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Sen McGlinn
secular law, world government
Thu Aug 31, 2017 1:28am

Bahais - or at least many of them - agree that religious prescriptions cannot be imposed in secular law. Secular laws have to have secular justifications and the support of a broad range of the people to be effective. Moreover many religious prescriptions are particular to one religious community: most Christians use wine in communion, but not drinking alcohol is one of the disciplines of a Bahai life, just as going to communion is part of the pattern of a Christian life. Such things are only meaningful if they are voluntarily undertaken.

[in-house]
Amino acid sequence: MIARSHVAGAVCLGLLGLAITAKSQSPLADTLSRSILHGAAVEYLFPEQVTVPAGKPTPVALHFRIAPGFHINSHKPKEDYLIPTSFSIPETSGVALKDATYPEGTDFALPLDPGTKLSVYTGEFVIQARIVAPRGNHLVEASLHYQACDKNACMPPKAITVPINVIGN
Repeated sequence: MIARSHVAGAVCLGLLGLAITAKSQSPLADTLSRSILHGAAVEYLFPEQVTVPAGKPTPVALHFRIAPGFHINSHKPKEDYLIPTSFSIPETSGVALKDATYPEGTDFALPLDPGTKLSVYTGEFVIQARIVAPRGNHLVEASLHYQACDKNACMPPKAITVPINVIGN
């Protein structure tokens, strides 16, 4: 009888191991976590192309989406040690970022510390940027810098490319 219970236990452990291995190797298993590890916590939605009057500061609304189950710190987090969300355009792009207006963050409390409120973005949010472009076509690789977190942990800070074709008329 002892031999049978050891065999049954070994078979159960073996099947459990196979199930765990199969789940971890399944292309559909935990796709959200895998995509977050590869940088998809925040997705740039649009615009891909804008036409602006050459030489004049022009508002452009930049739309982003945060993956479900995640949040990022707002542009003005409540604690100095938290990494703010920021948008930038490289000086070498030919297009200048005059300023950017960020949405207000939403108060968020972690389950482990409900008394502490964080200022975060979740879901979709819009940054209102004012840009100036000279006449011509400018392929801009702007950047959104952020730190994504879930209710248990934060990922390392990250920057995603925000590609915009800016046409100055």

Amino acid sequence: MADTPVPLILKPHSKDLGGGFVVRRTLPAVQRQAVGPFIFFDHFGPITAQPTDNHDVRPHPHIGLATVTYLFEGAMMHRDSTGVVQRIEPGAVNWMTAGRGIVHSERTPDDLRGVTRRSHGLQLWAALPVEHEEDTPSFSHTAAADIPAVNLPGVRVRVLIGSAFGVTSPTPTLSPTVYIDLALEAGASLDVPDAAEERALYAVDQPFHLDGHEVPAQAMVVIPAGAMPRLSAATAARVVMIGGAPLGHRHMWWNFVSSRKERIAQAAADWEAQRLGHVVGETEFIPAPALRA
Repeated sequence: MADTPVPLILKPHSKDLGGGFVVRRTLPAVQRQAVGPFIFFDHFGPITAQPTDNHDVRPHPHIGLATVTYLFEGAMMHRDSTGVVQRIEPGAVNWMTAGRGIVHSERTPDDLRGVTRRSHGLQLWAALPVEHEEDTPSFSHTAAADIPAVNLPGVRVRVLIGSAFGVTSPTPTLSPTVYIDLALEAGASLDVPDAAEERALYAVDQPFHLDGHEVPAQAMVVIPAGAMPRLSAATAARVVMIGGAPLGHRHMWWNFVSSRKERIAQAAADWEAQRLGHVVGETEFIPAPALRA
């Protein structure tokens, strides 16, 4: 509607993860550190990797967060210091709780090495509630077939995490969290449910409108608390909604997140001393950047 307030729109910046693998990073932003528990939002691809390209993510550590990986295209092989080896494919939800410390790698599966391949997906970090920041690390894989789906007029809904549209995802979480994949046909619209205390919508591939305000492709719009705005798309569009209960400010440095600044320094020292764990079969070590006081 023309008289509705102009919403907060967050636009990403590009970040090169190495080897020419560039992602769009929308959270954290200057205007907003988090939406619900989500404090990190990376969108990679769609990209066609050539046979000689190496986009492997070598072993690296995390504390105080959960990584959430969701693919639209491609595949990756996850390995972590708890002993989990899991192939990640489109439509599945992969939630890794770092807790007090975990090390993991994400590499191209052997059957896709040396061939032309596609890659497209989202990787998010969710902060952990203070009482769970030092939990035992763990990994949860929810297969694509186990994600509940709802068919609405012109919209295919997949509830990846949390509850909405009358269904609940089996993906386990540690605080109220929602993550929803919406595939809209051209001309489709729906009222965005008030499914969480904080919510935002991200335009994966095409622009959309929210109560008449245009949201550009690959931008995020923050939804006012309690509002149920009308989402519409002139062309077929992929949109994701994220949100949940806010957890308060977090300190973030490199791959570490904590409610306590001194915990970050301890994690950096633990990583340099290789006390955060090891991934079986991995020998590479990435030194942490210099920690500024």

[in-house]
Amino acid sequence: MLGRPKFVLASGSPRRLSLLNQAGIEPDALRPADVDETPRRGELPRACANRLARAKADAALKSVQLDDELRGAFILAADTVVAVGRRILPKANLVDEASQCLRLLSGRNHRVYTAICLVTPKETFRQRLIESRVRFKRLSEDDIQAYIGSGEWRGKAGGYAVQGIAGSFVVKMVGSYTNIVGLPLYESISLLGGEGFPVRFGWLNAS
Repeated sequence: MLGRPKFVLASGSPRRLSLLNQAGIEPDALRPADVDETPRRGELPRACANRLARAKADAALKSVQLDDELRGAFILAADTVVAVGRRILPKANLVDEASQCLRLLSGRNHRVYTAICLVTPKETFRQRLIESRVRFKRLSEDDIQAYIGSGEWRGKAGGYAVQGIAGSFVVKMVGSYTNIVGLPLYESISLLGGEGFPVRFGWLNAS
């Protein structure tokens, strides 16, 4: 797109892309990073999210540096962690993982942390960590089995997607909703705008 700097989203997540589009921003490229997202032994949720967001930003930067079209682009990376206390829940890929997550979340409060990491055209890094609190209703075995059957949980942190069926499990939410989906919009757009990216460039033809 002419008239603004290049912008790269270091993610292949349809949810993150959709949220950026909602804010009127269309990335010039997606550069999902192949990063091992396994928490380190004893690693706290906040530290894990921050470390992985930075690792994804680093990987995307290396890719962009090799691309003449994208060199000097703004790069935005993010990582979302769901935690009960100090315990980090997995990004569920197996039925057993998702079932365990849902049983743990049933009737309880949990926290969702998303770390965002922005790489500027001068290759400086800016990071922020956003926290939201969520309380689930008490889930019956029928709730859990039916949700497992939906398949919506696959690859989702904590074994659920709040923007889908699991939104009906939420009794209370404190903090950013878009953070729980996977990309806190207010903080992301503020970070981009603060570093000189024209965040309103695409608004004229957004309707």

Personally (as a Bahai), I see a role for the state in preventing and punishing traffic (and therefore, possession) of some highly addictive and harmful drugs, but I also see addiction as a medical problem not a criminal matter.

The world federal government needs not only to be built on democratic government, it needs itself to be democratic. There should be Members of Parliament from all the countries of the world, elected by their peoples, just as the European Union has its members of parliament. This is to express the idea that sovereignty flows from the people. And the world federal government must be empowered to protect the individual rights and freedoms of citizens from their own governments, where the control mechanisms within a country fail to do so.

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Religion and Ethics BBS